This month Stanlib officially took over the management of what was previously the Fairtree Smart Beta Prescient fund. The fund will now be known as the Stanlib Enhanced Multi Style Equity fund.
The strategy was launched by Citywire AA-rated Rademeyer Vermaak in February 2016, when he was quantitative fund manager at Fairtree Capital. In December last year Vermaak moved to Stanlib, where he is currently head of portfolio management for the Index Investments business.
The fund has now been transferred to Stanlib, with Vermaak retaining management of the portfolio.
‘Before he launched the fund, Rademeyer put a lot of time into investigating the factor space both globally and in South Africa,’ said Wehmeyer Ferreira, chief operations officer at Stanlib Index Investments. ‘He had a firm belief that if you are able to identify the key fundamental factors – that is something that is persistent through a business cycle and drives stock returns– then those factors should perform well both locally and globally.’
Since its inception to the end of September, the fund had produced an annualised return of 2.72%. This was against a 1.92% return from the FTSE/JSE Capped Swix All Share index.
Over the past three years, it is a top quintile performer amongst the South African equity funds monitored by Citywire.
The fund’s multi-factor strategy allocates equally to five factors: value, volatility, quality, momentum and investment.
Bottom-up, not top-down
‘Investment is probably the one that is least understood,’ said Ferreira. ‘It comes from a recent Fama and French paper which states that companies that reinvest earnings conservatively fare better than companies that reinvest earnings aggressively.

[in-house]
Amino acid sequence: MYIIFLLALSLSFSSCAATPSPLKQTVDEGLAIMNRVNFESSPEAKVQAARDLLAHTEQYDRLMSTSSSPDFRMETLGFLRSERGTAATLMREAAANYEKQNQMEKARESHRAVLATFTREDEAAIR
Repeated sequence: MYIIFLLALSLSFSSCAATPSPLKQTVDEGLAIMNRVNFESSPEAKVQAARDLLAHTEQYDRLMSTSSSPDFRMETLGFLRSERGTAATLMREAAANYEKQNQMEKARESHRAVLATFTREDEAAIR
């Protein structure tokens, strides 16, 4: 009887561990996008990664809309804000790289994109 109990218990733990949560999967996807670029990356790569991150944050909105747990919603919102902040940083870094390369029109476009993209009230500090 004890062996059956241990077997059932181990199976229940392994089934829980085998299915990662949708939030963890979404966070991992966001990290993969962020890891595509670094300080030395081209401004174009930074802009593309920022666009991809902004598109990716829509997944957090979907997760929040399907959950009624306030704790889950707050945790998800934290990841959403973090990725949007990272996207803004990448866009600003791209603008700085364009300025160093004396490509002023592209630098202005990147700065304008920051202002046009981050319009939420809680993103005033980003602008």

‘So, this factor identifies companies that tend to be more shareholder friendly. It would place a higher value on companies that don’t simply focus on retaining their earnings to grow their asset base, but rather on improving profitability or returning the cash.’
The fund also differentiates itself through its bottom-up approach to allocation.
‘A lot of factor managers allocate top-down,’ said Ferreira. ‘Effectively they would take a value smart beta fund, a momentum smart beta fund, a quality smart beta fund and combine them.
‘But you lose some of the essence that way because your value fund might invest in cheap companies, but at the expense of quality, and your quality fund might not consider valuations. By adding these two offsetting positions, you just get something average.
‘In a bottom-up approach, you apply a factor lens to each share, to get a multi-factor score per share. You then take that score and construct a portfolio.’
To create the final portfolio, each share’s multi-factor score is considered together with its risks and its weight in the fund’s benchmark – the Capped Swix.
‘A company with a higher multi-factor score is, in our view, better than one with a low multi-factor score,’ said Ferreira. ‘We take that score along with its correlations, plus the share’s weighting in the index and its sector and put that into an optimiser to generate what we see as the optimal combination of shares within our parameters.
‘A share’s weighting in the portfolio is a function of its weight in the index and its multi-factor score. So, for instance, a share that has 30 basis point weight in the index but has the best multi-factor score out is not going to be 10% of the fund, because that would be detrimental from a risk and liquidity point of view.’
He added that the fund has an objective of maintaining a beta of between 0.9 and 1.1, and an alpha target of 3% to 4% over a rolling three to five-year period.
Ferreira added that this fund behaves similarly to an unconstrained actively-managed local equity fund, but with some advantages.
‘You would see some volatility, alpha, and high active share,’ said Ferreira. ‘You would see a top 10 that is very different to the underlying benchmark. But it probably has a more predictable alpha profile. It also has low correlation to conventional fundamental managers, so we think it is a great addition to an equity building block where you combine various managers.’
In his view, it offers additional risk mitigation simply by virtue of being a quant strategy.
‘Sometimes in fundamental active equity you have high key person risk,’ said Ferreira. ‘But even though Rademeyer was instrumental in the design of the strategy, if he wasn’t around any more, we have portfolio managers and analysts who can manage the fund in the same way.’
Patrick Cairns is South Africa Editor at Citywire, which provides insight and information for professional investors globally.
This article was first published on Citywire South Africa here, and republished with permission.